FHA Approved Condos: How To Find and Buy Yours

FHA Loans, Mortgages, Types of Mortgages

If you qualify for an FHA loan, but you can’t find or don’t want a traditional house, you could opt for a condominium. Like houses, condos need to be approved by the Federal Housing Administration (FHA) before they’re added to the official list of FHA-approved properties. This means you’ll need to pick from available FHA-approved condos if you want to finance your property through the FHA. 

In this guide, you’ll learn how FHA condo approval works and what you can do to qualify for an FHA loan.

What Are FHA-Approved Condos?

FHA-approved condos are condominiums that meet the Federal Housing Administration’s mortgage insurance guidelines and qualify for FHA financing. Condos can be great investment opportunities for first-time buyers. Not only can they accrue value over time and serve as a source of rental income like a traditional house, but condos are often less expensive to purchase. 

To qualify for an FHA condo loan, you must choose a property from the official FHA-approved condo list. Additionally, you must have a low debt-to-income (DTI) ratio, proof of sufficient income and a credit score of at least 500[1]. FHA loans also require paying a mortgage insurance premium (MIP). 

By qualifying for an FHA loan, you can pay as little as 3.5% down, avoid the more stringent income and credit requirements of conventional loans, get reduced interest rates and have the ability to use non-occupant co-borrowers.[2]

FHA Approval Process for Condos

The process for FHA condo approval isn’t all that time-consuming, but it does require a thorough review by the Federal Housing Administration. Typically, the owner or developer of a condominium applies for FHA approval by filling out a questionnaire and paying the necessary fee. 

If the condo doesn’t meet the FHA’s requirements, the owner or developer will need to make the necessary changes before reapplying. Once the requirements have been met and the application submitted, it usually takes anywhere between 2 and 4 weeks for FHA approval. At this point, the owner or developer can have the condo added to the FHA’s list of approved condos. 

Single-unit approval

Between 2009 and 2019, the FHA could only approve whole condominiums, which lengthened the approval process. In 2019, the FHA initiated Single-Unit Approval (SUA).[3] However, Single-Unit Approvals are only possible if the entire building meets certain requirements. Generally, a condo unit is eligible for FHA approval if the building meets the following conditions:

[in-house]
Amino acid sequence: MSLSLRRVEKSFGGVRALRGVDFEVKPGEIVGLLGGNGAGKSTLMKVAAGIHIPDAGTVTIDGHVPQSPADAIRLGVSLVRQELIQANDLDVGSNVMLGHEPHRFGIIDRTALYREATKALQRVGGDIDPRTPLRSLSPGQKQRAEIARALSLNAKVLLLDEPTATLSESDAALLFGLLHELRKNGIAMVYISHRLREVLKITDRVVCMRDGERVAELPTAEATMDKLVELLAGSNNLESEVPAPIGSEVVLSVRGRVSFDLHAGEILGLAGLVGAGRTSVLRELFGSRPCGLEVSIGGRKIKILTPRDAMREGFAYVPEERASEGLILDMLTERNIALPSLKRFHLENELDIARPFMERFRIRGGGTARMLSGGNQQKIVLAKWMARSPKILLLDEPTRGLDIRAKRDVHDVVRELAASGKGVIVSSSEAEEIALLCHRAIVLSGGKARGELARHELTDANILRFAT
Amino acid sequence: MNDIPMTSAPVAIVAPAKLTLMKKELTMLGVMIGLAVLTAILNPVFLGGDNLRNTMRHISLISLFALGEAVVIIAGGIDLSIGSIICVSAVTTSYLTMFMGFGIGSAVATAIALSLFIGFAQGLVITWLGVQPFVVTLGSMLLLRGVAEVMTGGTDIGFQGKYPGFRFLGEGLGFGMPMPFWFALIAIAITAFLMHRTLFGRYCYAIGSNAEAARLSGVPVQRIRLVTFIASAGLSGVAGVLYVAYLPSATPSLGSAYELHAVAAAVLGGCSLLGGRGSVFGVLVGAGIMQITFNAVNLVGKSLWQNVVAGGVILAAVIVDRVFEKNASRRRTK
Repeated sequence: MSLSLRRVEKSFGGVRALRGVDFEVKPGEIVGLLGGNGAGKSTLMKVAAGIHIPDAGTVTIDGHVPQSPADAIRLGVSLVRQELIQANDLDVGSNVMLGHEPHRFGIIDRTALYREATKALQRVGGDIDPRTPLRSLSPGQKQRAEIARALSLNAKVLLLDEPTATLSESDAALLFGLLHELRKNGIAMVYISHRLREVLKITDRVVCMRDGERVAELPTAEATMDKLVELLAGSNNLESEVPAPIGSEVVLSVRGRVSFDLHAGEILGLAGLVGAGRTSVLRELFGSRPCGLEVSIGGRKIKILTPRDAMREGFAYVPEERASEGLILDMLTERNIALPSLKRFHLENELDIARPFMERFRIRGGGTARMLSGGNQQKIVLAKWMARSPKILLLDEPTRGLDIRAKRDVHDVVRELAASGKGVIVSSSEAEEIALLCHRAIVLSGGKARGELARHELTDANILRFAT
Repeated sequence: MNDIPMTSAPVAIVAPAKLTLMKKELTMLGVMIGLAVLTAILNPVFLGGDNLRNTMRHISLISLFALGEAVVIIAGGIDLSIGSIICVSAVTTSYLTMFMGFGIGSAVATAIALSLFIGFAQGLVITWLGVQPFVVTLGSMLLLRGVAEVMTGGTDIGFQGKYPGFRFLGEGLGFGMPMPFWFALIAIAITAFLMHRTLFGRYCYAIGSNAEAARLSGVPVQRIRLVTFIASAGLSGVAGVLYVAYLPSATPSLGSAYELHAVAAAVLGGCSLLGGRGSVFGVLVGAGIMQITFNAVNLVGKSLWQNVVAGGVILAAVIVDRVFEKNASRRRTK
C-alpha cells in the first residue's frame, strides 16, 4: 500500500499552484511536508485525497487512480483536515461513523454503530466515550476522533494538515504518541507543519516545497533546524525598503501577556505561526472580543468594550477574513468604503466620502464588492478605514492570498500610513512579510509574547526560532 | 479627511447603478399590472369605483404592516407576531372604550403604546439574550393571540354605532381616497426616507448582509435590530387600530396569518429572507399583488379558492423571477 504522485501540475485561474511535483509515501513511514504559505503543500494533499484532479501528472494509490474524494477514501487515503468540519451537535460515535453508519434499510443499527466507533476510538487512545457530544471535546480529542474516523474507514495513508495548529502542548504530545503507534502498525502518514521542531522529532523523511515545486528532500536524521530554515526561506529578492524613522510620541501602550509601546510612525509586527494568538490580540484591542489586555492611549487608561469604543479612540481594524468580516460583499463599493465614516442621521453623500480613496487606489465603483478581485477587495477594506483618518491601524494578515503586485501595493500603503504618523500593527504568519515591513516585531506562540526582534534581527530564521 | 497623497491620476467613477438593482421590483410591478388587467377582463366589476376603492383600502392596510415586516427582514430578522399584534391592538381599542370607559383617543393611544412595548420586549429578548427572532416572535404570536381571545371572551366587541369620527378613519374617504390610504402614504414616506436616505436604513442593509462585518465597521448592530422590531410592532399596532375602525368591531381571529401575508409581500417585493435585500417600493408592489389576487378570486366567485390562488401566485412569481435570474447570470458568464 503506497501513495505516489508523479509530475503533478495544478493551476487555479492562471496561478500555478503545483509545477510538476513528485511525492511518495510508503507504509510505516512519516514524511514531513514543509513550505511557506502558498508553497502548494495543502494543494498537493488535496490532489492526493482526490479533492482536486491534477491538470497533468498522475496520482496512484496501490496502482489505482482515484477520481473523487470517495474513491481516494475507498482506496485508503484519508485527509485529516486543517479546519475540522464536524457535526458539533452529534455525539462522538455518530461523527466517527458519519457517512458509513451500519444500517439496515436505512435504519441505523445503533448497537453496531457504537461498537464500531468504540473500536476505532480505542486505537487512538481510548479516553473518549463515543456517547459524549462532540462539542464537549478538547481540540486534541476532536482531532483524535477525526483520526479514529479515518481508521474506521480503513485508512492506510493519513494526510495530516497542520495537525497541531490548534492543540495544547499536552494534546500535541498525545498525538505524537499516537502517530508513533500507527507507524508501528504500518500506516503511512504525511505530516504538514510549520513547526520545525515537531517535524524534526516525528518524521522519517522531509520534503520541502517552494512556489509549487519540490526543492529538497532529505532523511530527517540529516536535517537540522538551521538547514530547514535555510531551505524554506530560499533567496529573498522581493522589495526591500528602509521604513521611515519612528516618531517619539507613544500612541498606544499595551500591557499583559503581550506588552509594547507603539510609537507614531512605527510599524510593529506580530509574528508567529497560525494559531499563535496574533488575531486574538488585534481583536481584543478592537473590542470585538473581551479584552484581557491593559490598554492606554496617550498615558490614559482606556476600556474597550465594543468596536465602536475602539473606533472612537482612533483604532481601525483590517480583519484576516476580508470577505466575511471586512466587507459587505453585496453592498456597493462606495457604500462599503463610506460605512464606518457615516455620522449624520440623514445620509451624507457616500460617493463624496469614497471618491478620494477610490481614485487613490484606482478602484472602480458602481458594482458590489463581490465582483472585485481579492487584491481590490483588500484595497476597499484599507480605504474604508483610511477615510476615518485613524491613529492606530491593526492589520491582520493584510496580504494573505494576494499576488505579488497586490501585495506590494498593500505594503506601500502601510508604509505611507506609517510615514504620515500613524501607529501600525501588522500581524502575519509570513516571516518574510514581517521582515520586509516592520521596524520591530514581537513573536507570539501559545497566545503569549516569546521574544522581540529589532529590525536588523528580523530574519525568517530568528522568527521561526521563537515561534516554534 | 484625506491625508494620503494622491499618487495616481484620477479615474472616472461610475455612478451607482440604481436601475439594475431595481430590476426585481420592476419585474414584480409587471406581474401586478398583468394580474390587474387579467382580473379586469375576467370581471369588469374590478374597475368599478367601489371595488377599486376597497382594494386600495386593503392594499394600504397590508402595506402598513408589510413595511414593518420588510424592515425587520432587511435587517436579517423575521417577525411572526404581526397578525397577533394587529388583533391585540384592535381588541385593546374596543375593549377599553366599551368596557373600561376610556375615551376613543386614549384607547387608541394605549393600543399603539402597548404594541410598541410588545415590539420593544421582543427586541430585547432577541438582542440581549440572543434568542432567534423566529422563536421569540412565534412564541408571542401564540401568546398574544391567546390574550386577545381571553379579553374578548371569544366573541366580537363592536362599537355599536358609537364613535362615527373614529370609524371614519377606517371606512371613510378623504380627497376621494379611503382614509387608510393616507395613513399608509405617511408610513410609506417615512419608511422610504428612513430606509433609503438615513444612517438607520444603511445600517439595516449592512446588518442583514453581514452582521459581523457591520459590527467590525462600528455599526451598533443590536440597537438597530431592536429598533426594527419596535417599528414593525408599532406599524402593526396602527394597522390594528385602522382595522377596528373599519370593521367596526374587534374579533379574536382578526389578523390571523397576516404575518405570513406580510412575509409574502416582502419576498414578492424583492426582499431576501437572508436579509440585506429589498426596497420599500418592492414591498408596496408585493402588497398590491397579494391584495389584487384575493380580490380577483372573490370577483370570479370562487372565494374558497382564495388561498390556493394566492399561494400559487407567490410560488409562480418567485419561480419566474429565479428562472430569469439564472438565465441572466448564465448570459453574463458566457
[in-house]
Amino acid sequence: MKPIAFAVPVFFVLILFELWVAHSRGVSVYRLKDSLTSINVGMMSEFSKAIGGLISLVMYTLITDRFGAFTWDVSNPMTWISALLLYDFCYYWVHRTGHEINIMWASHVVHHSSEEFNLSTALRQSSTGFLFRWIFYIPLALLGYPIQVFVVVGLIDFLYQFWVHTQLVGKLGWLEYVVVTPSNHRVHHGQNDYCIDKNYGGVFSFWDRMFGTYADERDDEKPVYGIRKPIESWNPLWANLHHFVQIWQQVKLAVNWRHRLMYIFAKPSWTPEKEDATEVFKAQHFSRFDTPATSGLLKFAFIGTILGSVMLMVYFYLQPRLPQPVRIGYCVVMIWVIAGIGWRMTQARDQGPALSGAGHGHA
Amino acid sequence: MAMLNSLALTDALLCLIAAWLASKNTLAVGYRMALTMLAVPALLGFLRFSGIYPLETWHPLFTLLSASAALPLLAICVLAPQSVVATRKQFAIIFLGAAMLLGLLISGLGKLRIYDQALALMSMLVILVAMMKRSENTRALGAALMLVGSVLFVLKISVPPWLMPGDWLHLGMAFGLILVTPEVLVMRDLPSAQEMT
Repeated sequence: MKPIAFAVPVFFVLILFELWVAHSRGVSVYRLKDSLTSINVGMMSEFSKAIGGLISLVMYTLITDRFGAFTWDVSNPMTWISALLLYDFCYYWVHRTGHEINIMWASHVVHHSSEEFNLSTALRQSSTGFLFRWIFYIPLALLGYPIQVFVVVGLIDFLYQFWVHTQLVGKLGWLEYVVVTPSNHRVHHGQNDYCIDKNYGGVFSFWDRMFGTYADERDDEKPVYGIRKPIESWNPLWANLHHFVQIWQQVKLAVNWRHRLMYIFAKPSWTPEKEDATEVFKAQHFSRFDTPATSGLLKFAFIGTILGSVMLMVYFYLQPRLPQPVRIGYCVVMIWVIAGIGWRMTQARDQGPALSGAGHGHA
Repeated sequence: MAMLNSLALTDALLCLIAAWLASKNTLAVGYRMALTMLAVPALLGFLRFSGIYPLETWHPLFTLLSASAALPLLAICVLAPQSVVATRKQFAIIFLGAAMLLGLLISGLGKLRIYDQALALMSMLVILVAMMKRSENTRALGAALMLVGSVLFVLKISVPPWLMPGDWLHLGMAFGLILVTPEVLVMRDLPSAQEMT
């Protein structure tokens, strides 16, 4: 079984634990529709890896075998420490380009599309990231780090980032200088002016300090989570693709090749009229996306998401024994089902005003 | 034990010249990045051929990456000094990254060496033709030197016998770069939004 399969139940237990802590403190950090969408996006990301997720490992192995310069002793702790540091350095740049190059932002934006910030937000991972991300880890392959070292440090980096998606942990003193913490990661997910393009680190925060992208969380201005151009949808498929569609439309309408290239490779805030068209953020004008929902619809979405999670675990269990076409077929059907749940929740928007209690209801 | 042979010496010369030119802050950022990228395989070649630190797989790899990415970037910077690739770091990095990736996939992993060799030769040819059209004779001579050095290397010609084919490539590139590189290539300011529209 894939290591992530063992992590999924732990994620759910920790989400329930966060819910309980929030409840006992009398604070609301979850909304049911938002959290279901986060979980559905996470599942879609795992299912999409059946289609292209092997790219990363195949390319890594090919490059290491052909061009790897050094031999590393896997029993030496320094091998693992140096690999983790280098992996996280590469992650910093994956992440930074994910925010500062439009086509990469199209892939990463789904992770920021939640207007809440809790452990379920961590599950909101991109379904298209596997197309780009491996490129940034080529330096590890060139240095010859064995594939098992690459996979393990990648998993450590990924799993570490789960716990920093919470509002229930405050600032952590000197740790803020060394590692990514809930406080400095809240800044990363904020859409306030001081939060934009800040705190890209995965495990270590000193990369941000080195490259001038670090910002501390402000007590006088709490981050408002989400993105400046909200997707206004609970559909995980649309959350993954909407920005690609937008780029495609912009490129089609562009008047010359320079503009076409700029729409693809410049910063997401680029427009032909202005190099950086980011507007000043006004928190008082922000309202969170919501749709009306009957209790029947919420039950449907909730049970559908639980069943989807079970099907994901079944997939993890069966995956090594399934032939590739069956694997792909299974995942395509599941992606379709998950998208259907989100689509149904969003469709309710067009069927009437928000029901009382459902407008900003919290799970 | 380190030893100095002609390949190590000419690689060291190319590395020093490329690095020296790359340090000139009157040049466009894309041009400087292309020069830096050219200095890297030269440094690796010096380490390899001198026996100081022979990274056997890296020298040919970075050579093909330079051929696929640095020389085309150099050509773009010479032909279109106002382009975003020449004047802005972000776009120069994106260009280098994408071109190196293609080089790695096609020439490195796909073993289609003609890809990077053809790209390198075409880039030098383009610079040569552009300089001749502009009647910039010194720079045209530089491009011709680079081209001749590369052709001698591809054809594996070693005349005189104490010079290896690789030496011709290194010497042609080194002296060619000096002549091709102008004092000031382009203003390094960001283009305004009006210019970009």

• At least 5 units in the building
  • No more than 10% of units with existing FHA loans (or up to 2 units in buildings with less than 10 units)
  • At least 50% owner occupancy in the building

These are just a few of the conditions that must be met for Single-Unit Approvals. The FHA also considers various other factors, including the age of the condominium, the allocation of the condo’s budget, the percentage of commercial space and the percentage of delinquencies on homeowners association (HOA) dues.[4]

Requirements and Restrictions for FHA-Approved Condos

The FHA sets certain requirements for borrowers to qualify for FHA loans and condominiums to qualify for FHA approval.

FHA loan approval requirements

FHA loans are designed for borrowers who want to reduce their upfront costs and don’t qualify for conventional mortgages. This means borrowers with low income, poor credit and less cash on hand can still qualify. Here are some of the basic requirements for FHA loan approval:

  • Credit score: The FHA sets a minimum credit score of 500 for FHA financing. Your credit score will also affect the cost of your down payment. 
  • Down payment: The down payment requirements for FHA loans vary based on your credit score. If your score is between 500 and 580, you can qualify for a down payment of 10%, while borrowers with scores above 580 can pay as little as 3.5%.[1]
  • Debt-to-income (DTI) ratio: The standard maximum DTI ratio is 43%, though each application is approved on a case-by-case basis. Therefore, if you have a high enough income or a strong credit history, you could still qualify for an FHA loan with a DTI above 43%.[5]